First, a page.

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As an online teacher, you may have noticed what seems like a steady increase in the number of students taking your classes and wondered if it’s just a local phenomenon or something broader. According to the Pittsburgh Post-Gazette, it’s the latter. The number of students taking online courses has definitely been increasing in recent years. The Post-Gazette cited a study by the Babson Survey Research Group, which showed almost a third of the students enrolled in colleges and universities that grant degrees were taking one or more of their classes online.

While there is a lot to enjoy about online education from both the teacher and student perspective — including flexibility and the lack of a commute — you’ve probably noticed a number of drawbacks associated with distance learning, especially when it comes to communication. For example, written communication, especially jokes and sarcasm, can be easily misinterpreted.

It can also be easy to miss an email from a student in need of assistance with a project or asking for clarification on an assignment. In addition, some individuals miss the relationship and interaction that can form between teachers and students in a traditional classroom. Whether you are a new distance learning teacher or one who has maybe slipped into some bad habits, it is important to make sure your communication skills are where they should be so your students can benefit from your classes.

Check and Respond to Emails on a Regular Basis

Because your students could be doing classwork at just about any time of the day or night, you can’t guarantee that you’ll be able to answer their queries immediately. However, getting a response as soon as possible, preferably within 24 hours, is something very important to most students, Faculty Focus reports. Students who have questions on projects or assignments will feel frustrated and abandoned if you wait too long to provide them with the help they are seeking.

Provide Resources

For those times you aren’t available to answer a student’s questions, make sure you provide a list of online resources they can access, so they can attempt to help themselves until you are back online. The more you give students to work with, the more empowered they’ll feel as they take your classes.

Provide an Online Chat Time Weekly

In real life, questions are often compound and may be difficult to express in an email. That is one reason why it is so important to offer at least one online chat time a week for your students. The Chronicle of Higher Education says online chats can also be an excellent time for general class discussions, where your students can “speak” with you, as well as exchange ideas and engage one another, much as they would in a traditional classroom.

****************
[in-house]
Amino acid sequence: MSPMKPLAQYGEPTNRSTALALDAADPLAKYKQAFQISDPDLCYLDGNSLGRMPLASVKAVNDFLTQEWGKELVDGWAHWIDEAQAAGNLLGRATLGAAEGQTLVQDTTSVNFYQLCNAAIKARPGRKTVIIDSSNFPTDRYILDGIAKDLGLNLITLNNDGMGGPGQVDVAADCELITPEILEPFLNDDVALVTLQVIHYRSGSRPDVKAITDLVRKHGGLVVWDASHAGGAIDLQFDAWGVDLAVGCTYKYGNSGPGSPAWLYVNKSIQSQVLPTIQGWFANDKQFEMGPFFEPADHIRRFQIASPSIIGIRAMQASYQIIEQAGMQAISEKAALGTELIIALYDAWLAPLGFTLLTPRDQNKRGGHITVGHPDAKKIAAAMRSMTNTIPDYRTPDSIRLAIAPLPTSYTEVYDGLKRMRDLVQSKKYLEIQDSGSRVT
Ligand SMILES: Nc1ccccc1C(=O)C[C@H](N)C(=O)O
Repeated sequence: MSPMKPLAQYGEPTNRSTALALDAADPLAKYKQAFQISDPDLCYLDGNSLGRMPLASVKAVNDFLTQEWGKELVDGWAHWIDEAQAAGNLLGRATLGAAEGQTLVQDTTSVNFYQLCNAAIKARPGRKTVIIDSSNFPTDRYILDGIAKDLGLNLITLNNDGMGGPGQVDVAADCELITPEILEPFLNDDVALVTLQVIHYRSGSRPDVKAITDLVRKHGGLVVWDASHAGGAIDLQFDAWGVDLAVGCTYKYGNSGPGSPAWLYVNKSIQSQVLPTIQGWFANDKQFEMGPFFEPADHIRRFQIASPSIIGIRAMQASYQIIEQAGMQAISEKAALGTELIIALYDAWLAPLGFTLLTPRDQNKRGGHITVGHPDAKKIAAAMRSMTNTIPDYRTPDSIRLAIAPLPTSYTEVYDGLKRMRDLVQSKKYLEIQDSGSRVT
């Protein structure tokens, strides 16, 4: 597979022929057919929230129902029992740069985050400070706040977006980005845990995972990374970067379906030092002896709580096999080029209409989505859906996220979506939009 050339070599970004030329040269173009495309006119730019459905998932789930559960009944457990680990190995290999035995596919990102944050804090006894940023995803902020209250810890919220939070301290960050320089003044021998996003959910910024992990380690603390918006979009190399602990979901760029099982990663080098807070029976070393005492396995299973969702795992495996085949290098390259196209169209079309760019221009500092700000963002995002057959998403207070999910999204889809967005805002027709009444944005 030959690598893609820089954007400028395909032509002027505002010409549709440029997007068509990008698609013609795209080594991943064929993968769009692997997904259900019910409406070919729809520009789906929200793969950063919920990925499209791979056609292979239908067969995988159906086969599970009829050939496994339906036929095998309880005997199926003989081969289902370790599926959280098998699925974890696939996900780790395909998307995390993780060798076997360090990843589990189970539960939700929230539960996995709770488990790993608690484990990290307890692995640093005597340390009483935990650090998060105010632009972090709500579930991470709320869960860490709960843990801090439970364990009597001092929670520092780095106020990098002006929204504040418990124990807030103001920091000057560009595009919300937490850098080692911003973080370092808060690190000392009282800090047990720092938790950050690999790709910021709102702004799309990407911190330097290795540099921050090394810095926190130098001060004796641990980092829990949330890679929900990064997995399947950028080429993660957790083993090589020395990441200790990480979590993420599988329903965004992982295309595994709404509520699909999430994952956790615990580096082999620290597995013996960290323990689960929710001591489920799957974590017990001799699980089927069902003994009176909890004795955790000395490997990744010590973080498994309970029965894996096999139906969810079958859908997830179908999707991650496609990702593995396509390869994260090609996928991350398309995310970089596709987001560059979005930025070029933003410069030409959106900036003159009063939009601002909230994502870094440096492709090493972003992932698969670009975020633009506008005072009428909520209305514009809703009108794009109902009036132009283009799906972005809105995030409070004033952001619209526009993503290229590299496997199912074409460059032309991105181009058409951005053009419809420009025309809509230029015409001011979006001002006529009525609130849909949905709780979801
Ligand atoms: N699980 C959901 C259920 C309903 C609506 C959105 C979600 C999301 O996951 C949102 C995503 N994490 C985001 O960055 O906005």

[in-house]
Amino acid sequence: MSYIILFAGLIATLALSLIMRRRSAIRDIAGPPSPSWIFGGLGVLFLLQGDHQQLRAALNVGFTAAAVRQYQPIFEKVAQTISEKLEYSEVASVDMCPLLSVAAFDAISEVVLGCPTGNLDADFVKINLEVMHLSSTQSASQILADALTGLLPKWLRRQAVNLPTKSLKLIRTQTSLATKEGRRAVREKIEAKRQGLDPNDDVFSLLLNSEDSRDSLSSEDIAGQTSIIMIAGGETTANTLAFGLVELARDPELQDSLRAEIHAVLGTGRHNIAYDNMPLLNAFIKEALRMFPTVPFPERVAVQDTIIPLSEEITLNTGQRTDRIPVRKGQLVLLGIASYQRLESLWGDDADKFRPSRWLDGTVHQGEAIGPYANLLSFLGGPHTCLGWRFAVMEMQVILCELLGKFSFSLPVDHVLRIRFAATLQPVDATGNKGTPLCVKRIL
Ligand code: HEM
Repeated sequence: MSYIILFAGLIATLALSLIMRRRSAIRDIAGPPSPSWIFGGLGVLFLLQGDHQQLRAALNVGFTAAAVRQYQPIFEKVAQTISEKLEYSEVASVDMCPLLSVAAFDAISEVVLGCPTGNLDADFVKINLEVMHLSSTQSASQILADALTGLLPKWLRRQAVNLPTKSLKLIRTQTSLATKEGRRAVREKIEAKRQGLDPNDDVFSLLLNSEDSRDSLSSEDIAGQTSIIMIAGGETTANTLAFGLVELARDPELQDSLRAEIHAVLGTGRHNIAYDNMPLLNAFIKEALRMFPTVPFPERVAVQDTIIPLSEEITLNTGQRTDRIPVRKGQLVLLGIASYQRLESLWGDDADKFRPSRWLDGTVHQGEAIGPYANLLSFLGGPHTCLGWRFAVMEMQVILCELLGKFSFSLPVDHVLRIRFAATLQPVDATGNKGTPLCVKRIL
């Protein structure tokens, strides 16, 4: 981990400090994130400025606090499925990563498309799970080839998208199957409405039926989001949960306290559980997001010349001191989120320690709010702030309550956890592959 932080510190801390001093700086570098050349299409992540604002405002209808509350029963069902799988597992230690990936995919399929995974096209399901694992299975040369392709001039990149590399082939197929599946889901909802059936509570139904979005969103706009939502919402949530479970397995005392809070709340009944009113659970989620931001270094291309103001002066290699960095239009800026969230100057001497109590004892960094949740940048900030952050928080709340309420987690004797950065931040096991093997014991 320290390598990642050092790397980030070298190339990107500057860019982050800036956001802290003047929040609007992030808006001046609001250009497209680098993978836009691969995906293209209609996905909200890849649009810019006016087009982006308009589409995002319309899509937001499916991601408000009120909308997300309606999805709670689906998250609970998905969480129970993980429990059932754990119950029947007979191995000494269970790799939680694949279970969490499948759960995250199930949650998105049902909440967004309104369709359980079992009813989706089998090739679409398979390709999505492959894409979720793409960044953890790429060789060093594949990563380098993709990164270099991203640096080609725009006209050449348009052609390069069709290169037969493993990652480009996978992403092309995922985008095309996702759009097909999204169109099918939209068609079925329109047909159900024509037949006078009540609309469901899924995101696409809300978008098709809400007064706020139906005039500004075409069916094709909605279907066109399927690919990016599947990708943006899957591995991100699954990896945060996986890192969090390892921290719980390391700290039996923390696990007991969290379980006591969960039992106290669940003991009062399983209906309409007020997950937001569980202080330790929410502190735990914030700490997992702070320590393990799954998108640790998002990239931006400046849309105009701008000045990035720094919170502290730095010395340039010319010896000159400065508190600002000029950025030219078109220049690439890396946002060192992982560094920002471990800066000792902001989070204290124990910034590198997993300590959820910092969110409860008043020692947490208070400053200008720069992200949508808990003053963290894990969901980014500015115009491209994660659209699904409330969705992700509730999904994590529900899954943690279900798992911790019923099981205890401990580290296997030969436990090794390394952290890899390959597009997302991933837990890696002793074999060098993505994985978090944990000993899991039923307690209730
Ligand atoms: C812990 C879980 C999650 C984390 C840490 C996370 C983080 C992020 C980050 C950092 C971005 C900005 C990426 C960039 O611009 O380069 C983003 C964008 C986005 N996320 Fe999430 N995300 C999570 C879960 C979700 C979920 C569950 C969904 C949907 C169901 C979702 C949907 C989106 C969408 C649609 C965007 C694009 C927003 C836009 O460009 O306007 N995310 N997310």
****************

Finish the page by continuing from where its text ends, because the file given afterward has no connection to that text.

Send Personal Communications

Because it can be difficult to establish a personal relationship with students you may never actually meet in real life, it is a good idea to send a nice note or even something personalized to your students. For example, over the holidays, sending a Christmas card with your picture on it to the individuals taking your class can be very sweet. A small gesture like this is welcoming, especially for students who may be taking your online course out of necessity — for medical reasons, for example — rather than for convenience.

Incorporate Edmodo.com

Edmodo is a secure social networking website used by teachers to connect with students. It is sometimes referred to as the Facebook for schools. Edmodo is an excellent platform for sharing homework, participating in discussions, and for turning in homework. Teachers can also use Edmodo to post links and other useful resources for assignments, as News Sun suggests.

What ways do you stay connected with your online students? Share your thoughts in the comments section below.

About the Author—Barry Schick

Barry shares his experience as a teacher and principal with various education websites and blogs.

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